# Statistical hypothesis testing

(Redirected from Hypothesis testing)

One may be faced with the problem of making a definite decision with respect to an uncertain hypothesis which is known only through its observable consequences. A statistical hypothesis test, or more briefly, hypothesis test, is an algorithm to state the alternative (for or against the hypothesis) which minimizes certain risks.

This article describes the commonly used frequentist treatment of hypothesis testing. From the Bayesian point of view, it is appropriate to treat hypothesis testing as a special case of normative decision theory (specifically a model selection problem) and it is possible to accumulate evidence in favor of (or against) a hypothesis using concepts such as likelihood ratios known as Bayes factors.

There are several preparations we make before we observe the data.

1. The hypothesis must be stated in mathematical/statistical terms that make it possible to calculate the probability of possible samples assuming the hypothesis is correct. For example: The mean response to treatment being tested is equal to the mean response to the placebo in the control group. Both responses have the normal distribution with this unknown mean and the same known standard deviation ... (value).
2. A test statistic must be chosen that will summarize the information in the sample that is relevant to the hypothesis. Such a statistic is known as a sufficient statistic. In the example given above, it might be the numerical difference between the two sample means, m1 − m2.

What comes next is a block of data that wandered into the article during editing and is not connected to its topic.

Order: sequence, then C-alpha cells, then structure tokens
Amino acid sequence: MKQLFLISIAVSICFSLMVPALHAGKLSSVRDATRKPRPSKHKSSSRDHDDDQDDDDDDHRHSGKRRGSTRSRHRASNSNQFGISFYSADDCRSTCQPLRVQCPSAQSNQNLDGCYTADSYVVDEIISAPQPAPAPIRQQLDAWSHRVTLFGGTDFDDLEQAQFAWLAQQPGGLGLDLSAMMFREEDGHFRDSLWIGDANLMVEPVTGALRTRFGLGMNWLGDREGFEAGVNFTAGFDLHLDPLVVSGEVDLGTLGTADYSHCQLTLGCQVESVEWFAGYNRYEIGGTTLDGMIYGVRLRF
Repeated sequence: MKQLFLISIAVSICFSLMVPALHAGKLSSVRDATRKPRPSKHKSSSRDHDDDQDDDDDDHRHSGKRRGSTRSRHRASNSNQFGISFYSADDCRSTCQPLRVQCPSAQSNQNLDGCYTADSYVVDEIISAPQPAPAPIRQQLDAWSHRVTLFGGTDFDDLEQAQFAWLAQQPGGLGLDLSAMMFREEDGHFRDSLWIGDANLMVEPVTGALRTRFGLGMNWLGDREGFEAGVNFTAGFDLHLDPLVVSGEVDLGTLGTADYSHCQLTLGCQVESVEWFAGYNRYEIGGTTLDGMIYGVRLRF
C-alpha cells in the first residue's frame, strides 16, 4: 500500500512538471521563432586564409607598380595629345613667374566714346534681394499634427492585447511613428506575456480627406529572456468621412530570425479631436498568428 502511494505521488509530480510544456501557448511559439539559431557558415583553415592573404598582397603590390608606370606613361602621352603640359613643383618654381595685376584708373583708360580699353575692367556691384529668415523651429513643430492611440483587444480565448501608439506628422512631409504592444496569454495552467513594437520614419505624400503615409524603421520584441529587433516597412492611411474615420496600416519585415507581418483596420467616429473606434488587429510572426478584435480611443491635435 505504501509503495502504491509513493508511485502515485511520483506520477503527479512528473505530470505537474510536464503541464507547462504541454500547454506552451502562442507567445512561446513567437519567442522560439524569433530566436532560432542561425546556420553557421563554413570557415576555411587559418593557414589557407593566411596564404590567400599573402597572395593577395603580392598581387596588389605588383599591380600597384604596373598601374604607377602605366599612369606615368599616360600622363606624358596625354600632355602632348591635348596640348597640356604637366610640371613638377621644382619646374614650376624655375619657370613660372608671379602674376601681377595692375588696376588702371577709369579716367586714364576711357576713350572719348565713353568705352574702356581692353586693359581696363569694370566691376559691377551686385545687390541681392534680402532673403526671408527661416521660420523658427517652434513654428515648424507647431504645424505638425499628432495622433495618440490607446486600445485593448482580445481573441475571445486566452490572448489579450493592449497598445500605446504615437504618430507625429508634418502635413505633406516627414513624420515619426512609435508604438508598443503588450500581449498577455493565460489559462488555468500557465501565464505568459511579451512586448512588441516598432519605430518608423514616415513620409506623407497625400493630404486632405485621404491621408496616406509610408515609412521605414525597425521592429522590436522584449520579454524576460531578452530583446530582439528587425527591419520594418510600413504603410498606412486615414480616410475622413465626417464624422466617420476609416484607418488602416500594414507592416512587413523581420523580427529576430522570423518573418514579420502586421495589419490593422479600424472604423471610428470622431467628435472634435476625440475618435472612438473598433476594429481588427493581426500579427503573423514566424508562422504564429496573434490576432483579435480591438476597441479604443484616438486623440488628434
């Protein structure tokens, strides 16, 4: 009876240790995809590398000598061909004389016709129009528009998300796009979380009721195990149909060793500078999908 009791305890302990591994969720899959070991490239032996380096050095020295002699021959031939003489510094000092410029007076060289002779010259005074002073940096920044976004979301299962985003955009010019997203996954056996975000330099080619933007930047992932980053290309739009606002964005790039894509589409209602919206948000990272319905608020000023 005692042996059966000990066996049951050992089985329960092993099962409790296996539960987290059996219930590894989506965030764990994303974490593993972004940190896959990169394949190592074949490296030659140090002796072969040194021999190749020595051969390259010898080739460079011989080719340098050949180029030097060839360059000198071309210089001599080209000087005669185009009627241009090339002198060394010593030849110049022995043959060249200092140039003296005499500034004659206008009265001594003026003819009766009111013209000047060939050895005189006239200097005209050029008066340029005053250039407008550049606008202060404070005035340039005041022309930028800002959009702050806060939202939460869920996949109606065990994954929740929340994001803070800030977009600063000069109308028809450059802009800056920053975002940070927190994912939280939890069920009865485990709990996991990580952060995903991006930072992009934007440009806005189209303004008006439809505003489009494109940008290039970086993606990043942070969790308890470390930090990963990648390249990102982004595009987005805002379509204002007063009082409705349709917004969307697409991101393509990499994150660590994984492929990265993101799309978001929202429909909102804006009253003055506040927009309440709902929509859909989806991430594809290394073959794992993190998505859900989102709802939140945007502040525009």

3. The distribution of the test statistic is used to calculate the probability sets of possible values (usually an interval or union of intervals). In this example, the difference between sample means would have a normal distribution with a standard deviation equal to the common standard deviation times the factor $\sqrt{\frac{1}{n_1} + \frac{1}{n_2}}$ where n1 and n2 are the sample sizes.
4. Among all the sets of possible values, we must choose one that we think represents the most extreme evidence against the hypothesis. That is called the critical region of the test statistic. The probability of the test statistic falling in the critical region when the hypothesis is correct is called the alpha value (or size) of the test.
5. The probability that a sample falls in the critical region when the parameter is $\theta$, where $\theta$ is for the alternative hypothesis, is called the power of the test at $\theta$. The power function of a critical region is the function that maps $\theta$ to the power of $\theta$.

After the data is available, the test statistic is calculated and we determine whether it is inside the critical region.

If the test statistic is inside the critical region, then our conclusion is one of the following:

1. The hypothesis is incorrect, therefore reject the null hypothesis. (Therefore the critical region is sometimes called the rejection region, while its complement is the acceptance region.)
2. An event of probability less than or equal to alpha has occurred.

The researcher has to choose between these logical alternatives. In the example we would say: the observed response to treatment is statistically significant.

If the test statistic is outside the critical region, the only conclusion is that

• There is not enough evidence to reject the hypothesis.

This is not the same as evidence in favor of the hypothesis. That we cannot obtain using these arguments, since lack of evidence against a hypothesis is not evidence for it. On this basis, statistical research progresses by eliminating error, not by finding the truth.

## Common test statistics